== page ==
Evan’s comments followed Friday’s closely watched U.S. nonfarm payrolls data, which showed the economy added 156,000 jobs in September, below market expectations for around 176,000.
But Evans said, “I thought it was actually a pretty good report,” noting that household employment rose. And while the unemployment rate was rounded up very slightly to 5.0 percent from the previous month’s 4.9 percent, Evans was positive on the outlook.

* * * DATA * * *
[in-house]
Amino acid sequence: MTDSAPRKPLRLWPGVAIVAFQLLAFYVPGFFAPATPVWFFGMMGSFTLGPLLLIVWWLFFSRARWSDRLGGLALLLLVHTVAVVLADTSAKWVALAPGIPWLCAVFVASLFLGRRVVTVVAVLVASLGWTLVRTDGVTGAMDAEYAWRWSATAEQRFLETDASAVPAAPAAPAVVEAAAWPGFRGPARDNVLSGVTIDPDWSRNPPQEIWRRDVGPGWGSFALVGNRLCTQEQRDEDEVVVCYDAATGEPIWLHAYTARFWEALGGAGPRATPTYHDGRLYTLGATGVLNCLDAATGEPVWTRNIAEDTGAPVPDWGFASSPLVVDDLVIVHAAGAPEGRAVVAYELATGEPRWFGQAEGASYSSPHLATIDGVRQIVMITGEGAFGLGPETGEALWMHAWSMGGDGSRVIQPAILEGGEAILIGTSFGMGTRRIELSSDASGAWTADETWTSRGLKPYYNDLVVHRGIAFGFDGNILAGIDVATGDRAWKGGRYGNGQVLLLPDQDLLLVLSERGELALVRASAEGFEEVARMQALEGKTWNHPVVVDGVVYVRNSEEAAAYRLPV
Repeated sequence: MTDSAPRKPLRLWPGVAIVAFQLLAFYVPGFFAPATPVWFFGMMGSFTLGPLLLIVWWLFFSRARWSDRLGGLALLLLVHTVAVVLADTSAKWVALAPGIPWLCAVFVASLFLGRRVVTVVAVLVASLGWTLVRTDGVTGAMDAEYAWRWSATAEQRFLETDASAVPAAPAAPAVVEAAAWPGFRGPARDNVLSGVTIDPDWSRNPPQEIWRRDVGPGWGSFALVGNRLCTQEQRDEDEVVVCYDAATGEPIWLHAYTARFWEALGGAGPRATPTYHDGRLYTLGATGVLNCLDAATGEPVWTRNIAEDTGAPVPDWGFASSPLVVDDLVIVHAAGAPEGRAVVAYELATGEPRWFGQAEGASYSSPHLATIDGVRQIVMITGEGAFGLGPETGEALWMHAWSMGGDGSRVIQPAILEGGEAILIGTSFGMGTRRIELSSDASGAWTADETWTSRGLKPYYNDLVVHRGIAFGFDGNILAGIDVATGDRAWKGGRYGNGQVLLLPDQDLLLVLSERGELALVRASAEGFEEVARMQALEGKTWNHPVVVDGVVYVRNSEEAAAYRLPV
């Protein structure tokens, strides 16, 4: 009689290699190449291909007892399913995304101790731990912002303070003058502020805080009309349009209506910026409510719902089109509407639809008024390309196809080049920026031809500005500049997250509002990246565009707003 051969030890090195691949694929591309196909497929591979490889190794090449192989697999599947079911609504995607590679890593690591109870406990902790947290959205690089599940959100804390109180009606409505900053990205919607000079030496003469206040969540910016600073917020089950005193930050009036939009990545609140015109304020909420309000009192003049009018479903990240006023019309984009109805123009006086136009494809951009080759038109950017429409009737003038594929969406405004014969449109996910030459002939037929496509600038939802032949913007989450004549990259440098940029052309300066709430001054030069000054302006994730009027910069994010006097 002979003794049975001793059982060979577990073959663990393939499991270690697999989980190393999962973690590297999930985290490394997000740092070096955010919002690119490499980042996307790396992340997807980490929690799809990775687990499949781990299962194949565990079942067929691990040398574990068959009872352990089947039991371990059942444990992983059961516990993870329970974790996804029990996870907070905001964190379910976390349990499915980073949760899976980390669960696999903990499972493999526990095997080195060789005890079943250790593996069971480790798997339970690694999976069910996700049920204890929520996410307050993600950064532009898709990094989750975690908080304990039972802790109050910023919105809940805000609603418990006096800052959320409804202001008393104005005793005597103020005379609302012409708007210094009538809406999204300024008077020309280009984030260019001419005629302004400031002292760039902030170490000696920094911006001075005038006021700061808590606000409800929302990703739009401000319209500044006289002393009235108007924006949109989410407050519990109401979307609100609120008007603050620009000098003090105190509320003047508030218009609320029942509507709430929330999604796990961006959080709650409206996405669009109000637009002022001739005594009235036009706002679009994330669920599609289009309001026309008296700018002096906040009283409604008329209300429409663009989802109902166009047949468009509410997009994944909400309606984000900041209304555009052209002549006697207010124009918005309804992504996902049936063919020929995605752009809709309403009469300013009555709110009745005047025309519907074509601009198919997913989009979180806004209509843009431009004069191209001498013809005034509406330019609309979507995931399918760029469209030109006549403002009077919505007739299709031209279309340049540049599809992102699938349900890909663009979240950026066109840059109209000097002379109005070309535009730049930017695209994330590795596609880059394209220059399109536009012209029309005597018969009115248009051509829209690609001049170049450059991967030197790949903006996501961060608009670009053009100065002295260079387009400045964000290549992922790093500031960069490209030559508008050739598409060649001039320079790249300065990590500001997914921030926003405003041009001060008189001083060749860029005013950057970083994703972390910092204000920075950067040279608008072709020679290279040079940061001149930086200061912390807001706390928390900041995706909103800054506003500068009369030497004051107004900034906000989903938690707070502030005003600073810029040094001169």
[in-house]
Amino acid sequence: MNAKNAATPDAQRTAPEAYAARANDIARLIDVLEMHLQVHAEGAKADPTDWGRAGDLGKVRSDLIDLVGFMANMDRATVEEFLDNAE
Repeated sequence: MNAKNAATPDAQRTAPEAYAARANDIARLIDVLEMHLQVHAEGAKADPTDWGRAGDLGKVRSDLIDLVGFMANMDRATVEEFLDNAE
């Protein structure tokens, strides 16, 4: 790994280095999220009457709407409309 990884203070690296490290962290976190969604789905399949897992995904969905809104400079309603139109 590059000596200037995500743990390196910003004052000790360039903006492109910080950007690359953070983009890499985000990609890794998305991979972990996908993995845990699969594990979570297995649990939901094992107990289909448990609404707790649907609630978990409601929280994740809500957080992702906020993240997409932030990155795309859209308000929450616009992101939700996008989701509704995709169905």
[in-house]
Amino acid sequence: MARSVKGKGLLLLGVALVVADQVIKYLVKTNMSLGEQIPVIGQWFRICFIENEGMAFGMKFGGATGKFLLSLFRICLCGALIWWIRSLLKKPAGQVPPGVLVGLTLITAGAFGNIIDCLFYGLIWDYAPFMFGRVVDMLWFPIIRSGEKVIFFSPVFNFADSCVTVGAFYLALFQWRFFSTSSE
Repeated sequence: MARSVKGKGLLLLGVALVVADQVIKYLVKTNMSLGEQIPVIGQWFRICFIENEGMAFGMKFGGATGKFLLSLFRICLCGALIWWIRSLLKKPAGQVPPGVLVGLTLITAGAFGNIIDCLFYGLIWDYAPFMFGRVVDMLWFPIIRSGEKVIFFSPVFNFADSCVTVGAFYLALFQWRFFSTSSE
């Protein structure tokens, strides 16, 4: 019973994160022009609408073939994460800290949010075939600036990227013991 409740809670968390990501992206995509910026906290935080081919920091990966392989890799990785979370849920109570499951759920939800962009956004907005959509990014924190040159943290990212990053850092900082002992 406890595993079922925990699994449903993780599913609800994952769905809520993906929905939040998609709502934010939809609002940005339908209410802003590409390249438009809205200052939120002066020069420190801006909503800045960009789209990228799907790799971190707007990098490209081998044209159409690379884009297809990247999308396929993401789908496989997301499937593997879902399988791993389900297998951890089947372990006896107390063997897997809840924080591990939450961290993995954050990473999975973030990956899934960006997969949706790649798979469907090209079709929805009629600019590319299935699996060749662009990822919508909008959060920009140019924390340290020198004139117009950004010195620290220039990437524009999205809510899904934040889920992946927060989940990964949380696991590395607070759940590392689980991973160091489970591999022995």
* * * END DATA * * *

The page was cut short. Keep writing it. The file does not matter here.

“When the labor force is continuing to expand a little bit, that’s a good sign. Wages going up a little bit, that’s a good sign. But it’s still not really consistent with labor market tightness,” he said. “[It’s] not anything that’s going to lead to inflation moving up above 2 percent and I want to get to 2 percent.”